Take communion. To many, you go up once a month to the altar, eat a piece of saltine cracker, drink a tiny cup of grape juice, and that’s it. But that little ritual for christians is a stark reminder that the suffering and pain of God in the cross is life to  you, in a far greater way than just eating or drinking is to our bodies. Why? For a lot of reasons which are part of the theology of Christianity.

Most MMO designers simply dont think of religion on those terms. They see the rituals, and they adopt them, and they may use some of the language, but it’s in the same way that a tourist tries to go native. They, unless they are thoughful, will simply not get enough of the realities to seem like one.

This is when they try to be favorable. Unfortunately unfavorable depictions of religion are the norm, and one of the jokes for japanese RPGs is that if there is a church in the game, 99% chance its going to be the bad guy or its leader the endboss.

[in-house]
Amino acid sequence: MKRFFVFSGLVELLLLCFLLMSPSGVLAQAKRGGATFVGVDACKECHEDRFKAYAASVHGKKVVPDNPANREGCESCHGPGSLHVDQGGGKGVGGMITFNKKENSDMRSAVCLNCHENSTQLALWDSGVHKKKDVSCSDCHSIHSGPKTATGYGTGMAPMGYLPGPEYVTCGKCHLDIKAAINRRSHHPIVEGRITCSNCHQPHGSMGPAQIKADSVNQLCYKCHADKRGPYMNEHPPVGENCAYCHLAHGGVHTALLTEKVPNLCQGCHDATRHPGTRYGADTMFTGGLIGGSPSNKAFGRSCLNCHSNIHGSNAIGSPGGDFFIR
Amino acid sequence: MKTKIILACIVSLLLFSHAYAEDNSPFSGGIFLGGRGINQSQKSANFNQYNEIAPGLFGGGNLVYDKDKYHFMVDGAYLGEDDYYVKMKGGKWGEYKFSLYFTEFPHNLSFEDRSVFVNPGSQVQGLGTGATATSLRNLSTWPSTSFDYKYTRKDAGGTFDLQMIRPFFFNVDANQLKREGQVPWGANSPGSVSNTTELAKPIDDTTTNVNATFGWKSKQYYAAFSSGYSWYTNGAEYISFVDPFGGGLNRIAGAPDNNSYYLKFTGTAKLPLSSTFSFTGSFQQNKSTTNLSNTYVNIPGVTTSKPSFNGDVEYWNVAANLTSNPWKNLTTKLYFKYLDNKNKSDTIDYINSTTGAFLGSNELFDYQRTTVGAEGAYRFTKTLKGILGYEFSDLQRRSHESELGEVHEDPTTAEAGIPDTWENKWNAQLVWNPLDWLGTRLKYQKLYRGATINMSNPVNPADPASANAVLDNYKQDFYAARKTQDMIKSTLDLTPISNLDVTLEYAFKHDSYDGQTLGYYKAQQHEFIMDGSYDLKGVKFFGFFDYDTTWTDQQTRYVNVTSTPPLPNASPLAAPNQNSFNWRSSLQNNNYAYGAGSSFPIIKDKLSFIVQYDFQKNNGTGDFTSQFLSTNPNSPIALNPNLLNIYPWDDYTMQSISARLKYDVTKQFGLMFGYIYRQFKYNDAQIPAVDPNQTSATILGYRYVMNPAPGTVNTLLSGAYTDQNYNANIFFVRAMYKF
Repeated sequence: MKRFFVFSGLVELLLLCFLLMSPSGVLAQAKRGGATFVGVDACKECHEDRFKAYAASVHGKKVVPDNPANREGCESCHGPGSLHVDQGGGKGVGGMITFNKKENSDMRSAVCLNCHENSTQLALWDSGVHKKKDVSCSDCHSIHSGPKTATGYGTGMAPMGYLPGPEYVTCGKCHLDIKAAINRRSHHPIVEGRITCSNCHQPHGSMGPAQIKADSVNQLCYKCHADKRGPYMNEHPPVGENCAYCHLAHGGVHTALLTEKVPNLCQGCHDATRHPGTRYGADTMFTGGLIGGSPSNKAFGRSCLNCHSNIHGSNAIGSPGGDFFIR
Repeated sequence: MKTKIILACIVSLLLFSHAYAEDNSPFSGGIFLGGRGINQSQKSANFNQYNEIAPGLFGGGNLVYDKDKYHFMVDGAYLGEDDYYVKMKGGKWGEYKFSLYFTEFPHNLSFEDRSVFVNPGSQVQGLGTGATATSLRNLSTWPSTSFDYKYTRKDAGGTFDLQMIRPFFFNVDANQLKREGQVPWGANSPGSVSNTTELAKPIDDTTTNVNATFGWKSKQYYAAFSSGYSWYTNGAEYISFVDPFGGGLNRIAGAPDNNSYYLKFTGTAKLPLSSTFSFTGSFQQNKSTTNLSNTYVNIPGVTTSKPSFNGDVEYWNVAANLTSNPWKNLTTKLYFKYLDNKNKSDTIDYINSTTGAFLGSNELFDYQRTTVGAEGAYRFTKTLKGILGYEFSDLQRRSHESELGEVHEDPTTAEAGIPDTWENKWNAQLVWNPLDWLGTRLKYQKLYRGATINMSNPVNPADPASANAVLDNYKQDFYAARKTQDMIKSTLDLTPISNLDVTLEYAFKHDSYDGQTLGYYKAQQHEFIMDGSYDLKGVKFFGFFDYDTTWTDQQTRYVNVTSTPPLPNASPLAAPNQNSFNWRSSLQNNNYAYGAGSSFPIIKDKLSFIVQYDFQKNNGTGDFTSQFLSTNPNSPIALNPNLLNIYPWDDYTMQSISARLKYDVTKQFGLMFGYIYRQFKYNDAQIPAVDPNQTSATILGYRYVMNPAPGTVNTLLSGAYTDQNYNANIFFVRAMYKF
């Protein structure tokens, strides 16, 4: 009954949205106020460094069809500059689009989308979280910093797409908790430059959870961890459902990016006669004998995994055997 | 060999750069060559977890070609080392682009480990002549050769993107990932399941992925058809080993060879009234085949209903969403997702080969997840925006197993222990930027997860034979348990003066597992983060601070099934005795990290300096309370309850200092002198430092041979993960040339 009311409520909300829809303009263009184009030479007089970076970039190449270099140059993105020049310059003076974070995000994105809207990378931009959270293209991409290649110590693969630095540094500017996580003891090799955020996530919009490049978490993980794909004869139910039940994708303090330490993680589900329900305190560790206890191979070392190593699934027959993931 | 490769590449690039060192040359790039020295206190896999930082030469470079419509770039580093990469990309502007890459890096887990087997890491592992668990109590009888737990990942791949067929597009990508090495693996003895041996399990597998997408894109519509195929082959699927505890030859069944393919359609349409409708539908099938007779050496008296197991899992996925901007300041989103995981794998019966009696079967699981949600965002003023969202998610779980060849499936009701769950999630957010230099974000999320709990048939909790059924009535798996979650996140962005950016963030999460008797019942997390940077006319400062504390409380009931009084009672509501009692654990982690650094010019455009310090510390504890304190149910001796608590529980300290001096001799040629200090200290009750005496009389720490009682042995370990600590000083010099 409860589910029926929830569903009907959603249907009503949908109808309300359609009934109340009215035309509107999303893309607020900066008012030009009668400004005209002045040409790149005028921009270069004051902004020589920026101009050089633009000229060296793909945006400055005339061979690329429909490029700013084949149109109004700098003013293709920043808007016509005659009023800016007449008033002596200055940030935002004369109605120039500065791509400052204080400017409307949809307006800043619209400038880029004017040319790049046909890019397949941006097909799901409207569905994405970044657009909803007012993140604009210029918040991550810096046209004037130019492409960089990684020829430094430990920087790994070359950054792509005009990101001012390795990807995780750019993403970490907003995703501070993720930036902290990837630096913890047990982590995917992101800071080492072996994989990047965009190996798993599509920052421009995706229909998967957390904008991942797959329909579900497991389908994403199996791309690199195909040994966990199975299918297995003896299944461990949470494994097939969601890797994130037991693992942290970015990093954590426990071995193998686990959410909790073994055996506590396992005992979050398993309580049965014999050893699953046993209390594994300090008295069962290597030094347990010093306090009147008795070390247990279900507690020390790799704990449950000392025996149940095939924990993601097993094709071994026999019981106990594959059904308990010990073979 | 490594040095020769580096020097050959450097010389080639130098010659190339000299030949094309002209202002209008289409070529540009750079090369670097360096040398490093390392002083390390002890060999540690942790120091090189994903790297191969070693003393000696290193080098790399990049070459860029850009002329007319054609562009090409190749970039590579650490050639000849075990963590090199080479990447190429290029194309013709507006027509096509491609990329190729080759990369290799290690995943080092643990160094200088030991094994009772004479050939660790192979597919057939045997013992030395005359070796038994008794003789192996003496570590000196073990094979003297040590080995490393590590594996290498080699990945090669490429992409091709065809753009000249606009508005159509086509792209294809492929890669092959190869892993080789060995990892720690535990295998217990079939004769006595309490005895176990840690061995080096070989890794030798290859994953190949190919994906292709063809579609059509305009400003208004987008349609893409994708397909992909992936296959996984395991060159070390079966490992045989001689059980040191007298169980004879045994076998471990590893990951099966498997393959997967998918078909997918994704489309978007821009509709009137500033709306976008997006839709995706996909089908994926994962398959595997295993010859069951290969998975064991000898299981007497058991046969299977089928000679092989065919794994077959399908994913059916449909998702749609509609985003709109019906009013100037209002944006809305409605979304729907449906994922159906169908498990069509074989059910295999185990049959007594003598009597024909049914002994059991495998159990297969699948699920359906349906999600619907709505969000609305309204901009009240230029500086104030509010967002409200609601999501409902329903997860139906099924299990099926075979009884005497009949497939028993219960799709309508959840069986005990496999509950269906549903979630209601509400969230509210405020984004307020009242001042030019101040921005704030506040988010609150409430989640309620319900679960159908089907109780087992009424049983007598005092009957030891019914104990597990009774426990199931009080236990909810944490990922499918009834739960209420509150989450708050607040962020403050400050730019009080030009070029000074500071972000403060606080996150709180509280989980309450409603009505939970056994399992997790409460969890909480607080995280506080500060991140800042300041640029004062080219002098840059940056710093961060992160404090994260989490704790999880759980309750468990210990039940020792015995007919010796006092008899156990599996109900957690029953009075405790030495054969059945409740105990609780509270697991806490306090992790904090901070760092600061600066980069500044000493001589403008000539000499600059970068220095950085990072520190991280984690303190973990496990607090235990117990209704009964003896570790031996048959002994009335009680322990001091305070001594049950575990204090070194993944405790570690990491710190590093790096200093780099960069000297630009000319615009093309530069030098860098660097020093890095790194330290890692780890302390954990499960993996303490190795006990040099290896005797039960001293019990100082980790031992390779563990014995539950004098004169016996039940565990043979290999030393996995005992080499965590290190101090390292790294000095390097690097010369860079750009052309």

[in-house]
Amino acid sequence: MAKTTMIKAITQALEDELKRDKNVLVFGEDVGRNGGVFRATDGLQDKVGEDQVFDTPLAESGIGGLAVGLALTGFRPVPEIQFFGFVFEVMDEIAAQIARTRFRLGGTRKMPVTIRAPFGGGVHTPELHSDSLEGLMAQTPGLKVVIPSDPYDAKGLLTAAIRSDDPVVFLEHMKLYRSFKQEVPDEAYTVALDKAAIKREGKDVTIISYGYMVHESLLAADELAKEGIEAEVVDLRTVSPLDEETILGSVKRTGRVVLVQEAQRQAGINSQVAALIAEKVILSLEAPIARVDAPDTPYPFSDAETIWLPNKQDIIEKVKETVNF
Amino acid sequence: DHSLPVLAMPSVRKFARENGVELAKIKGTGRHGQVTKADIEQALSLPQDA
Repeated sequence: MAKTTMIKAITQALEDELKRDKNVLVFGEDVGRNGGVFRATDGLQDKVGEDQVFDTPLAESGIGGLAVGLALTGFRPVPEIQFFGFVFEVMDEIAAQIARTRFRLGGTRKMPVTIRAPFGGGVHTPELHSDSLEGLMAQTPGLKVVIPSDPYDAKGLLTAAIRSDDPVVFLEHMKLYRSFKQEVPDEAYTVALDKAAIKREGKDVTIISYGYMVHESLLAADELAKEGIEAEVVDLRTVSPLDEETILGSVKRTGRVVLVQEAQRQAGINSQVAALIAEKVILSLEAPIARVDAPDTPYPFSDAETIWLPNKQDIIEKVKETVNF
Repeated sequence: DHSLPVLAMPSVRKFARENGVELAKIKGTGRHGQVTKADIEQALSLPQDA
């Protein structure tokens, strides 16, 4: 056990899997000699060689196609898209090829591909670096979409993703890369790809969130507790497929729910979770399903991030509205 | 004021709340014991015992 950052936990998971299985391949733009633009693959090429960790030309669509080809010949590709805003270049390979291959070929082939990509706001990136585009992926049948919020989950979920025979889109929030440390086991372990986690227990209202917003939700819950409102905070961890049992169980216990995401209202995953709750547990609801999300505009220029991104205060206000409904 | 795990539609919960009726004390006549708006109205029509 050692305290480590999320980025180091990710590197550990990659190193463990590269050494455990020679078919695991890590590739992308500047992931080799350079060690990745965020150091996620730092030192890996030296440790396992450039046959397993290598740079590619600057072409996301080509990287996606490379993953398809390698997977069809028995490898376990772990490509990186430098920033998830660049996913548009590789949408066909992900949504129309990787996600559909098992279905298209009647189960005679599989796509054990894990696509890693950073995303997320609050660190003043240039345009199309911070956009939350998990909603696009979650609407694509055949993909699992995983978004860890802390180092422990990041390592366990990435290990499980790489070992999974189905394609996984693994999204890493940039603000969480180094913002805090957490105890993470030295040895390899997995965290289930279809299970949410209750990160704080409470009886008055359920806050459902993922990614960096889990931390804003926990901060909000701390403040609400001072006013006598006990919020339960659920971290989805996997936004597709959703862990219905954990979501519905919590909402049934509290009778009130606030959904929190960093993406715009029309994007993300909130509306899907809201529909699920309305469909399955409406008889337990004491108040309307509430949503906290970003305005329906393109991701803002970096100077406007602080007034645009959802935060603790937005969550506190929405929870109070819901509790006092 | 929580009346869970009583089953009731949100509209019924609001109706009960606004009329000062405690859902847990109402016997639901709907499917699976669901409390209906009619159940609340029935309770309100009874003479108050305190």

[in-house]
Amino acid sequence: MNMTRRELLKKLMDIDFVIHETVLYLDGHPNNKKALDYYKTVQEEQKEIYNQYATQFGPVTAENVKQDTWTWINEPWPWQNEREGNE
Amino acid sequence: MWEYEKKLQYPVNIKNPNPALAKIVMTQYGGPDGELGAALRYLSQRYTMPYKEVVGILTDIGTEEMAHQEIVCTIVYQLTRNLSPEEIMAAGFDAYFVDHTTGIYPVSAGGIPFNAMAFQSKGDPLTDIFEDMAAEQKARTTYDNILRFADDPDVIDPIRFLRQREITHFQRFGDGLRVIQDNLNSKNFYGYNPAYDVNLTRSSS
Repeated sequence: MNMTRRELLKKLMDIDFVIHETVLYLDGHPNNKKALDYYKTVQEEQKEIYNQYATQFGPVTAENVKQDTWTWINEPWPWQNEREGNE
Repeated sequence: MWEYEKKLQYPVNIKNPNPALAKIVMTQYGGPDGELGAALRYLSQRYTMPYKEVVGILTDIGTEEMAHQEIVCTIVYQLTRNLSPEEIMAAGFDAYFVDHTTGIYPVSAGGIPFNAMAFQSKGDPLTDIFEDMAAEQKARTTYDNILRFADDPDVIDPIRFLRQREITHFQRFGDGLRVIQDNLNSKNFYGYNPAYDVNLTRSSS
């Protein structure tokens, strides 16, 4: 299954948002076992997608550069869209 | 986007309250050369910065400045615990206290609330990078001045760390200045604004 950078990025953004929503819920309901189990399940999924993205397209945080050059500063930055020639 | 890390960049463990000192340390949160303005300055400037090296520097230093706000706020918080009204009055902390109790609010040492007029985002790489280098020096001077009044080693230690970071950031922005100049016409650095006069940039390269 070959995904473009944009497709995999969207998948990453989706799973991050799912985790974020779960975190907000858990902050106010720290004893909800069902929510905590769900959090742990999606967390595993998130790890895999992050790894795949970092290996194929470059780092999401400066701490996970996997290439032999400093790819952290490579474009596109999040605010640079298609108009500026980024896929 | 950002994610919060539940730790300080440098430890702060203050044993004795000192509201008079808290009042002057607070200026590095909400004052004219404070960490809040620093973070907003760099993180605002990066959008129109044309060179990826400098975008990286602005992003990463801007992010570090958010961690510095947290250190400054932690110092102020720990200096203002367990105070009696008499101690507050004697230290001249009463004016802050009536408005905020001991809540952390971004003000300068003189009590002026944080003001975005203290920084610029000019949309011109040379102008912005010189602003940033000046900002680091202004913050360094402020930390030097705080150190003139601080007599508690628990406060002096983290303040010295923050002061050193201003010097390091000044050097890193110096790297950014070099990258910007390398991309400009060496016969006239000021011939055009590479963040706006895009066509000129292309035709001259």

-Make an effort to say why the Gods in MMOs do what they do. In spinks post, she was irate that only one paladin was saved out of many despite that she herself is an undead. If you do something like that you need to say why. That’s called theodicy-justifying how God works in a world where evil exists. Unlike christianity, you have much more freedom to do so, since you can invent your religion out of whole cloth.